A nearly $500 billion coronavirus aid package flew through the Senate on Tuesday after Congress and the White House reached a deal to replenish a small-business payroll fund and provided new money for hospitals and testing. (April 21)
WASHINGTON – The House is preparing to vote on changes to the government’s small business loan program next week that will offer more flexibility to companies affected by the coronavirus after widespread concerns by some businesses about strict mandates.
The changes to the Paycheck Protection Program (PPP), designed to help struggling businesses stay alive and keep paying their workers during the pandemic, is likely to garner bipartisan support in both the House and Senate as lawmakers on both sides of the aisle have voiced support for fixes to the landmark program. It’s likely to be one of the first measures the House will vote on by proxy to limit the number of lawmakers gathering in the U.S. Capitol, though exact timing on the vote hasn’t been released yet.
“We saw a quick fix on how we could make this work better,” House Speaker Nancy Pelosi, D-Calif., said Wednesday on the need to address changes with the PPP at her weekly press conference. “We couldn’t ignore that.”
The bill, from Reps. Dean Phillips, D-Minn. and Chip Roy, R-Texas, would extend the amount of time businesses have to have to rehire employees beyond the June 30 deadline while also extending the loan forgiveness period as some business are unable to reopen as quickly as others.
The legislation would also offer other flexibilities, such as on the mandate that in order for loans to be forgivable by the government, businesses must spend 75% of the funds on payroll. Phillips and Roy noted that payroll does not represent such a large amount of some businesses’ expenses and the 25% leftover might not leave enough for rent and other expenses.
“These common-sense solutions will provide the flexibility necessary to weather the storm and prepare for uncertain times ahead,” Phillips said in a statement announcing the bill last week.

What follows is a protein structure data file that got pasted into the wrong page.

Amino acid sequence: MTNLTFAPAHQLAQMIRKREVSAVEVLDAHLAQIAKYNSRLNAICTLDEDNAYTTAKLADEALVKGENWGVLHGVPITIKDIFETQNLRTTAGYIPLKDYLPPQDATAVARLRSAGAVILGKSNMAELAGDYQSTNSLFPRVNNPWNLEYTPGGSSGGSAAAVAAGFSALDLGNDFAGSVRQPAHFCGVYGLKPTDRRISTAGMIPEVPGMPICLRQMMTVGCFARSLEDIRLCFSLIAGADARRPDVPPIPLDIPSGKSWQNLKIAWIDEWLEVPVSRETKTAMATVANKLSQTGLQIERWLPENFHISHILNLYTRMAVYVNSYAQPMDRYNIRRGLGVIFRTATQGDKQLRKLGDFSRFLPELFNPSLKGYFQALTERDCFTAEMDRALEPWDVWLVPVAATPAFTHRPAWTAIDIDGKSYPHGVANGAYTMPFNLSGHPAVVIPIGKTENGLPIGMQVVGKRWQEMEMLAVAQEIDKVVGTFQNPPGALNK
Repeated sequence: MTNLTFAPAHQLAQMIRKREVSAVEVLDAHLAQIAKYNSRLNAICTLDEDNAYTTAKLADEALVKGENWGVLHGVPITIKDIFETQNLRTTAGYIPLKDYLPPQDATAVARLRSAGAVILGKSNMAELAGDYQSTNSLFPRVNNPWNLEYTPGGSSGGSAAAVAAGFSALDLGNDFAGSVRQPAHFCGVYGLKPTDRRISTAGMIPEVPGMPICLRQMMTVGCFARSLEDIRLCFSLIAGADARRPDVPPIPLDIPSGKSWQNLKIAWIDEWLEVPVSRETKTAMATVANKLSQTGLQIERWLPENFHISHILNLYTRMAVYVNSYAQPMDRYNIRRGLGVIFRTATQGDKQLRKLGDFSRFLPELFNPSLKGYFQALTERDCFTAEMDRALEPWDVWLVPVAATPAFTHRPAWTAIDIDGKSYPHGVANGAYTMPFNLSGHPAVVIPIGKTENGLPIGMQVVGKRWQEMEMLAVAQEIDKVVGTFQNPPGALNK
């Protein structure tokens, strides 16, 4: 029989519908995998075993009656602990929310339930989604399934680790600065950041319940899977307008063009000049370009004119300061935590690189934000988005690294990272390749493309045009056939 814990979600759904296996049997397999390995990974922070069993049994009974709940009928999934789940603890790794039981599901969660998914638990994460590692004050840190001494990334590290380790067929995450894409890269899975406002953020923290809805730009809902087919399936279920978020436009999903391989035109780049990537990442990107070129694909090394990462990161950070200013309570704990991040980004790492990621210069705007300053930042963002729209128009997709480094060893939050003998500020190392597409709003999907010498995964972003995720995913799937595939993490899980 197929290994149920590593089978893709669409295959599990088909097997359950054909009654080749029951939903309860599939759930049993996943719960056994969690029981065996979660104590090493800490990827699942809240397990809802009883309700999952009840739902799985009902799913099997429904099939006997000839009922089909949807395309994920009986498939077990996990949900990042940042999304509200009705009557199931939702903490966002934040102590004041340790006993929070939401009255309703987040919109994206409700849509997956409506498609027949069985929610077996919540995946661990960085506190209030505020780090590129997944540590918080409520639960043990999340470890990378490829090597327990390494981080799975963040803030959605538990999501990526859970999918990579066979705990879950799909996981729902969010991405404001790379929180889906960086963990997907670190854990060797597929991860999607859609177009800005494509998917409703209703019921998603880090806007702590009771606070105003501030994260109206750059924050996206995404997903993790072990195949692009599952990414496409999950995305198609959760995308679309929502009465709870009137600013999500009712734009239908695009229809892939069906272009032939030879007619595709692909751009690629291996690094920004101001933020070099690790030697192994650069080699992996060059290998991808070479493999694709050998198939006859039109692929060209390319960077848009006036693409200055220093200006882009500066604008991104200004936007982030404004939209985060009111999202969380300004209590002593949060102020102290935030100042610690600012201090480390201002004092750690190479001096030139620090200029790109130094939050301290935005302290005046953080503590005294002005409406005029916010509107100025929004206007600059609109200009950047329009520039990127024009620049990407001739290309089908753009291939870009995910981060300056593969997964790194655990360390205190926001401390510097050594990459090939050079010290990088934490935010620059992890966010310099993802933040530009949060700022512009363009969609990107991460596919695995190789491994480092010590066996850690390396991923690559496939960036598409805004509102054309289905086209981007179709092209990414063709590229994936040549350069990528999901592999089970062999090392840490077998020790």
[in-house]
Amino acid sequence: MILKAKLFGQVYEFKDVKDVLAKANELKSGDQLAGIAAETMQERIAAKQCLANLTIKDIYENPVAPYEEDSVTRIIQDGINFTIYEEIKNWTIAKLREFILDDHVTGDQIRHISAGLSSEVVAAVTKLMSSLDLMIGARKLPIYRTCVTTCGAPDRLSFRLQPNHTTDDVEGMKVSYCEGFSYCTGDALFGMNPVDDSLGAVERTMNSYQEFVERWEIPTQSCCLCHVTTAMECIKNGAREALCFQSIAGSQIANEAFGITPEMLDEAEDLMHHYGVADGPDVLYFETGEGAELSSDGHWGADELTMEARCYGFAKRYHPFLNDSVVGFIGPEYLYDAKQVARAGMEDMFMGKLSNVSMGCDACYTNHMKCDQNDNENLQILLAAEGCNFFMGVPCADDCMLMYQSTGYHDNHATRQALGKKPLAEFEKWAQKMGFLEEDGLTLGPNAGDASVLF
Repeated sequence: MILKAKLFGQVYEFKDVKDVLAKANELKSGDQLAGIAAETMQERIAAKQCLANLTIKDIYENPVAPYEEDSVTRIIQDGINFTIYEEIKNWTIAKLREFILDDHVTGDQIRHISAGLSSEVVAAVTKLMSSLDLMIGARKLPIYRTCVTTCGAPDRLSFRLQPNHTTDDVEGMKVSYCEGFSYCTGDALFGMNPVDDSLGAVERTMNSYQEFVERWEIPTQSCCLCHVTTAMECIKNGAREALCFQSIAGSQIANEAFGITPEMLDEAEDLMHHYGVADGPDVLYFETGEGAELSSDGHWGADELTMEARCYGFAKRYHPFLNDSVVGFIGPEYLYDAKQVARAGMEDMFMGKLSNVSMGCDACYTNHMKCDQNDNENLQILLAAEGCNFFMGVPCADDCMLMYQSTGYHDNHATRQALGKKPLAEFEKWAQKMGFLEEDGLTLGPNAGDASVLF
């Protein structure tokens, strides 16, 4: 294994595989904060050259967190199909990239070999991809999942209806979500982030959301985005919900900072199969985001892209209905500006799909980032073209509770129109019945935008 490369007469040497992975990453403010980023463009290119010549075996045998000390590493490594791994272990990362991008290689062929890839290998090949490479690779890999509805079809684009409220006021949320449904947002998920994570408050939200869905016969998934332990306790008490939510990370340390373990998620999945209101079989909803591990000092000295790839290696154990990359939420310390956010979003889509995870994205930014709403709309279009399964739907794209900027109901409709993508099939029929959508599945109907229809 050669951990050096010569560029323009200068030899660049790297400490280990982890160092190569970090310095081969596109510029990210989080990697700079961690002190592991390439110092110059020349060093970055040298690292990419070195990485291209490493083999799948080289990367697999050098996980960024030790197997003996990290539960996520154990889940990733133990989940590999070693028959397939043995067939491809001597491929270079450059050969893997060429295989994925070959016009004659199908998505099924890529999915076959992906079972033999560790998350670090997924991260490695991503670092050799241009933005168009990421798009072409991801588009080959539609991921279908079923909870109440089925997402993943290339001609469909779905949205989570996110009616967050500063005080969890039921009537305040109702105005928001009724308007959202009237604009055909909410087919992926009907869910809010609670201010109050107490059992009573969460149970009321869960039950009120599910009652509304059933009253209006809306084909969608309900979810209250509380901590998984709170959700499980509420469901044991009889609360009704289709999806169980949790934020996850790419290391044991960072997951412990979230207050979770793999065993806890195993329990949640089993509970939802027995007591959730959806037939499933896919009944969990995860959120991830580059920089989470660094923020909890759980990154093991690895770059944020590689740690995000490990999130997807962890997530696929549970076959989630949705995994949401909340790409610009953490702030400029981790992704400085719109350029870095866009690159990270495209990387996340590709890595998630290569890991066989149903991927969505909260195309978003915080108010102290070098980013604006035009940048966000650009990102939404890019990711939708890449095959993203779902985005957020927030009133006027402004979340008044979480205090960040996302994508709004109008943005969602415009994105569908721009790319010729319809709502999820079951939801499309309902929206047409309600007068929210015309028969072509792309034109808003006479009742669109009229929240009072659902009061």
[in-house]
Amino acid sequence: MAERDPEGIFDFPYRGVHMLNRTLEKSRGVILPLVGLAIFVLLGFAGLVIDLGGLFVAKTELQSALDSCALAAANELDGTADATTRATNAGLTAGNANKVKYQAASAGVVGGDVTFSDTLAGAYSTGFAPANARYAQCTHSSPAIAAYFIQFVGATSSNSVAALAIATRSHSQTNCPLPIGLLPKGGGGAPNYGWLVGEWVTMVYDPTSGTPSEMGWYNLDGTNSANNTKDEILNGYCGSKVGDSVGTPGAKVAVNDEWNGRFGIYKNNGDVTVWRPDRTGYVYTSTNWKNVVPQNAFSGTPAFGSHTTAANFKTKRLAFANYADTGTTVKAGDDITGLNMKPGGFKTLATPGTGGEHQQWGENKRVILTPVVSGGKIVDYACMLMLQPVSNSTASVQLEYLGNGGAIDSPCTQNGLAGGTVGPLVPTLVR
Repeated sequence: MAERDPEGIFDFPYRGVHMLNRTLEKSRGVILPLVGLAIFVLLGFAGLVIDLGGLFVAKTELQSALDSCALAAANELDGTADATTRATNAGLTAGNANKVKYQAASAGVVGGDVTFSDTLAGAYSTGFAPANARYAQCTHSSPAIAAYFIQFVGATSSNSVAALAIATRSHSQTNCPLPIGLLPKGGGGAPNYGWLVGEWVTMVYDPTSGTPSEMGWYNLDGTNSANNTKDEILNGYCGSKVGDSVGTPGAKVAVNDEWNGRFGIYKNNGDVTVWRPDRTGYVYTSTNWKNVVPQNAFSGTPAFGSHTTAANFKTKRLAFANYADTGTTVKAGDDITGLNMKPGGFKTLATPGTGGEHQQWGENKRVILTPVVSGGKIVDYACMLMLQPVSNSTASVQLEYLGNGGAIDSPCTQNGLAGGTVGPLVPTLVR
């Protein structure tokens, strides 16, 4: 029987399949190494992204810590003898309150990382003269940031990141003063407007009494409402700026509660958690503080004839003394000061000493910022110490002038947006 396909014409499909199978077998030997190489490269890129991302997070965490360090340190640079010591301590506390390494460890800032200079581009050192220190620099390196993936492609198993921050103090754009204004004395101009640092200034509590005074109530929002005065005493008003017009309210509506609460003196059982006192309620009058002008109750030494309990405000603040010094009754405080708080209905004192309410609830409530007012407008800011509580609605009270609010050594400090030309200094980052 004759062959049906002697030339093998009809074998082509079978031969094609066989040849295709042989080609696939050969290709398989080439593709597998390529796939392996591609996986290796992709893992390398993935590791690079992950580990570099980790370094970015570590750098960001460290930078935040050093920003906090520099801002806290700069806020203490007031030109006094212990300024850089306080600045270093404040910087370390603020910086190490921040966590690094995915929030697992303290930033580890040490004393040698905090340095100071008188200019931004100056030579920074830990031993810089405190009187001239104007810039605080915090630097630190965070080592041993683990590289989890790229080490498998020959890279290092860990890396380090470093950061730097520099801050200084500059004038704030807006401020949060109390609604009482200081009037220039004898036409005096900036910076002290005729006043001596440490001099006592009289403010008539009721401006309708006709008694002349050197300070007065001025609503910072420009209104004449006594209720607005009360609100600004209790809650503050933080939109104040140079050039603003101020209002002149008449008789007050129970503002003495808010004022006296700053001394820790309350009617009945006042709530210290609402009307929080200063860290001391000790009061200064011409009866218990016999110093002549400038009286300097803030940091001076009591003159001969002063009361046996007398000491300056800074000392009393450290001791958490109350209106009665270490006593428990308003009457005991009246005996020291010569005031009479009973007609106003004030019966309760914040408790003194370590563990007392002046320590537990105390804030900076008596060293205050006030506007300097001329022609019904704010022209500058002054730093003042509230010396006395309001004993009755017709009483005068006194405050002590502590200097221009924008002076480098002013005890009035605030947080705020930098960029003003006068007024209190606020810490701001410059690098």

The PPP was part of the $2.2 trillion emergency stimulus package approved in March. It provides business owners with 500 or fewer workers low-interest loans to stay afloat. Those loans would be forgiven by the government if at least 75% of the money goes to keeping employees on the payroll, which would basically amount to grants for these businesses.
The House passed a $3 trillion measure last week that addressed some of these changes to the PPP but the Senate is not planning to take up the bill, with many Republicans decrying the legislation as a Democratic wish list.
Many Senate Republicans have stressed they want to hit pause on passing more funds to address the pandemic in order to examine how the nearly $3 trillion already passed is working and whether more money will be needed as the country works to reopen.
But Republicans have shown an openness to addressing some changes to PPP. Sen. Marco Rubio, who helped craft the program as chairman of the Senate Small Business Committee, signaled that addressing some of these concerns could garner near-unanimous support in the Senate if the legislation focused solely on PPP and bipartisan fixes.
“We are hearing of course now from a lot of small businesses who got PPP loans but are saying to us, that they can’t spend all the money on payroll — 75 percent of the money on payroll — within 8 weeks. They need 12 weeks or 16 weeks because they are just starting to reopen now because there are different rules in different places,” he explained. “And what I have found is that up here, if we just had a straight up vote on whether or not we should extend or change the bill to say instead of 8 weeks you have 12 weeks or 16 weeks to spend money on payroll, it would probably get 99 or 98 votes.”
Rubio, R-Fla., told reporters that he hoped the fixes could be addressed soon by the Senate and did not expect it to be a controversial vote.
The paycheck protection program is supposed to provide billion of dollars in emergency loans to help small businesses keep workers on the job. But many small business owners say there’s a bottleneck that’s been slowing the process for weeks. (April 30)
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